Does combining my carbohydrates with protein or fat dilute the glycemic index of the carbohydrates and lower the effective blood sugar rise?

Ingestion of protein and of fat (especially monounsaturated fat) along with carb-rich foods often does indeed blunt the post-meal rise in blood glucose, effectively lowering the glycemic index of the meal. This appears to reflect increased production of certain hormones, produced by cells in the intestinal tract, that act on the pancreatic beta cells to boost the insulin response to absorbed glucose. These hormones can also slow the emptying of the stomach into the upper intestine, possibly decreasing the effective glycemic index of food still remaining in the stomach. These hormones also promote satiety — which helps to explain why meals containing protein or fat tend to be more satisfying than meals of pure carbohydrate. The downside of this mechanism is that, whereas it helps to restrain the post-meal rise in glucose, it accomplishes this mainly by boosting insulin secretion — which rather misses the point if your goal in CC dieting is to minimize your daily insulin levels. Nonetheless, moderating postmeal rises in glucose is inherently beneficial for diabetics, and may also aid in diabetes prevention.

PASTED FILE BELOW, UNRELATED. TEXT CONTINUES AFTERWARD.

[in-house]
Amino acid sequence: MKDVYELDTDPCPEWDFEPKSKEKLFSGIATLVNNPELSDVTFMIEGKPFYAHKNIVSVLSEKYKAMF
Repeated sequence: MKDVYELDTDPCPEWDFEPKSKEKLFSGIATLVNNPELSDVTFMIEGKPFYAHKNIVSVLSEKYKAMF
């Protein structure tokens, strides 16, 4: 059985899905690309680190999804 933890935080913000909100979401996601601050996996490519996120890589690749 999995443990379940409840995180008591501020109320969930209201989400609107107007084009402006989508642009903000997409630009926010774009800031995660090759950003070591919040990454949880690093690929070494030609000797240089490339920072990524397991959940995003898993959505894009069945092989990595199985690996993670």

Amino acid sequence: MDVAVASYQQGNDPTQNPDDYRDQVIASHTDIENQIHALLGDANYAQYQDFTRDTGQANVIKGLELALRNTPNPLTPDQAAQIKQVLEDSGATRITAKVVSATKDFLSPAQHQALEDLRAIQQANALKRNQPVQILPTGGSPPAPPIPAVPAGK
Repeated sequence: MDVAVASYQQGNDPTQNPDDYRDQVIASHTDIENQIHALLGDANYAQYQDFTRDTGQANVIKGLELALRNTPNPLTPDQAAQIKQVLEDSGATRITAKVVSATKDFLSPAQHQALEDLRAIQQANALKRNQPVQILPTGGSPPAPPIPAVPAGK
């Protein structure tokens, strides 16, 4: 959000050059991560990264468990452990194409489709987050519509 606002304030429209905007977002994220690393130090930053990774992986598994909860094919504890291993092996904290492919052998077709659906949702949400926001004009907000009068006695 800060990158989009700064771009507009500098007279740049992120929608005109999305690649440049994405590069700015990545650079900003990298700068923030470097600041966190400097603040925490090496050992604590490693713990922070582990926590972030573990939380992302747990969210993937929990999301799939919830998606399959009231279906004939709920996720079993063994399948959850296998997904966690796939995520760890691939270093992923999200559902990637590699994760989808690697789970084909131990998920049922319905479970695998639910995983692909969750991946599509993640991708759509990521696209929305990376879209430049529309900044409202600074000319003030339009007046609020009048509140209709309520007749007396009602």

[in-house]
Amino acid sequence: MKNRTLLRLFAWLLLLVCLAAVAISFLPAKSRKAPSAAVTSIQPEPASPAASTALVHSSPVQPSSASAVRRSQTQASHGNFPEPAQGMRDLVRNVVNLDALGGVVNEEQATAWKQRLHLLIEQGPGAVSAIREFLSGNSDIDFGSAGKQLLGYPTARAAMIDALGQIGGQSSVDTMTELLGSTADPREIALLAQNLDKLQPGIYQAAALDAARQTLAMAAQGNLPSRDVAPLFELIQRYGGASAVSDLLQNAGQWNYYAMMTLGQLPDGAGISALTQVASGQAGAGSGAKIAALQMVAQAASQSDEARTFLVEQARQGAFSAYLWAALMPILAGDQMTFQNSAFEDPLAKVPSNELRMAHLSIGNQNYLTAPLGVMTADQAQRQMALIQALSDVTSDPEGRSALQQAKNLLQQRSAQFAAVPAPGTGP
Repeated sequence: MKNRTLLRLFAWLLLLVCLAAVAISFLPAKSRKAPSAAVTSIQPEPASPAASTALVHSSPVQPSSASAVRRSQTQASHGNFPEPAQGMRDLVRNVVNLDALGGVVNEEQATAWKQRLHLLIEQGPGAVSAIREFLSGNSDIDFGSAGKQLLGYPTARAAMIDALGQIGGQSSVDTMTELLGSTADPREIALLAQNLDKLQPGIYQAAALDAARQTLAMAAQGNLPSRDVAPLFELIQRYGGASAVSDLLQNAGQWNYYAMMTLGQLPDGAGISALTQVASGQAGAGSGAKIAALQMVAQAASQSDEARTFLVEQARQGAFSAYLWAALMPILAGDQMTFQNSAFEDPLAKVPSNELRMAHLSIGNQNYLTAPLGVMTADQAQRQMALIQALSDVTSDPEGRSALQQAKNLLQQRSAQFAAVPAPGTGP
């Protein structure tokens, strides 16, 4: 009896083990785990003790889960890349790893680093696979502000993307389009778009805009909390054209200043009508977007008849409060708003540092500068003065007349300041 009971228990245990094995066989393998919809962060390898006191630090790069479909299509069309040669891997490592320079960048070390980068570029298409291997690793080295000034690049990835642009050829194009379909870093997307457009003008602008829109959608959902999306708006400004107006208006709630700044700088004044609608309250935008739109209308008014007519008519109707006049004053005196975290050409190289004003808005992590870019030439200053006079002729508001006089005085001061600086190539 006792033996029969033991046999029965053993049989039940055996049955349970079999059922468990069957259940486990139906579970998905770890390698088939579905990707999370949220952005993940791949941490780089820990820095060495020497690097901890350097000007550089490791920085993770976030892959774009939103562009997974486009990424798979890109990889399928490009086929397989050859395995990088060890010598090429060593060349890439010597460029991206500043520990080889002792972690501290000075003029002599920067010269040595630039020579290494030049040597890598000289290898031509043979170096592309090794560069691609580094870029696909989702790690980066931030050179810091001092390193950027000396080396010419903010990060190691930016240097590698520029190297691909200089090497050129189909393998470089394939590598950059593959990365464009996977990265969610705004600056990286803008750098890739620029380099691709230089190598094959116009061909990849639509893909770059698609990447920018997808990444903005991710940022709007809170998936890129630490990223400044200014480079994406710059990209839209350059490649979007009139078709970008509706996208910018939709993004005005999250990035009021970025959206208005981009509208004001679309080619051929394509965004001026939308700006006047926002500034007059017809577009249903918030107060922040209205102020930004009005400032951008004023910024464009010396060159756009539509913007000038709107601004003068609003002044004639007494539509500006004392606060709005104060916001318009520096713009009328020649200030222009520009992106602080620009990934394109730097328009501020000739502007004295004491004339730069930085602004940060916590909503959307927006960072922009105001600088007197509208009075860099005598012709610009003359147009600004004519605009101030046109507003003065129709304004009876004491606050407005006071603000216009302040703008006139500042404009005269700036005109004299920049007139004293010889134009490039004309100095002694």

Dietary protein and fat — especially monounsaturated fat — can influence post-meal glucose rise by acting on special cells in the intestinal lining to promote the production of the hormone glucagon-like peptide-1 (GLP-1), which modulates the function of the pancreatic islet and of the stomach. The islet cells are the pancreatic cells that secrete the hormones insulin and glucagon. GLP-1 amplifies the response of islet beta cells to an increase in glucose, thereby boosting insulin secretion; simultaneously, it suppresses glucagon production by the islet alpha cells. Insulin of course blunts the blood sugar rise, and the suppression of glucagon inhibits release of glucose by the liver; both of these effects therefore serve to moderate blood glucose levels after a meal. Meanwhile, GLP-1 acts on the stomach to slow gastric emptying, which may delay or protract the digestion of a meal. And GLP-1 also acts to promote satiety — which helps to explain why meals containing some protein or monounsaturated fat tend to be more satisfying than meals that are pure carb. The release of GLP-1 provoked by fat or protein in a meal therefore tends to decrease the effective glycemic index of a meal — but at the cost of boosting the insulin response. This may be a good trade-off if you are diabetic and your chief priority is to keep your blood sugar in control to avoid diabetic complications, but it is a very mixed blessing if you are following a CC diet to try to keep your daylong insulin levels low. Note that the low glycemic index of milk and other carb-rich dairy products reflects the fact that they have a very high insulin index — they provoke a massive rise in insulin secretion that prevents post-meal glucose levels from rising very high. Some dietary experts who promote low-glycemic-index eating for weight control also caution against combining protein-rich foods with carb-rich foods in the same meal, to avoid a protein-mediated potentiation of carb-evoked insulin secretion.

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